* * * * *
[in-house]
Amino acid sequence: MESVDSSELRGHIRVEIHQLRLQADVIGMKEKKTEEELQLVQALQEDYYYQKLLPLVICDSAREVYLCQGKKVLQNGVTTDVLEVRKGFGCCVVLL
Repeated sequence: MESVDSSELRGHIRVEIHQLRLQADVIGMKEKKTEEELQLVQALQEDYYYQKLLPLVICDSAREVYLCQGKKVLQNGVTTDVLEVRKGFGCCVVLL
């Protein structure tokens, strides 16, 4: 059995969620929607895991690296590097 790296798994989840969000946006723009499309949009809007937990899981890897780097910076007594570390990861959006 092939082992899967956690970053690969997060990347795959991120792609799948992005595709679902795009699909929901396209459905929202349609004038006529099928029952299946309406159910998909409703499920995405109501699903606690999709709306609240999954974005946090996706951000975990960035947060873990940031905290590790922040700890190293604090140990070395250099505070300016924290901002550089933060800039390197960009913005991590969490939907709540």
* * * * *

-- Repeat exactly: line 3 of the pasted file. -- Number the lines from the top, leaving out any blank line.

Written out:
Repeated sequence: MESVDSSELRGHIRVEIHQLRLQADVIGMKEKKTEEELQLVQALQEDYYYQKLLPLVICDSAREVYLCQGKKVLQNGVTTDVLEVRKGFGCCVVLL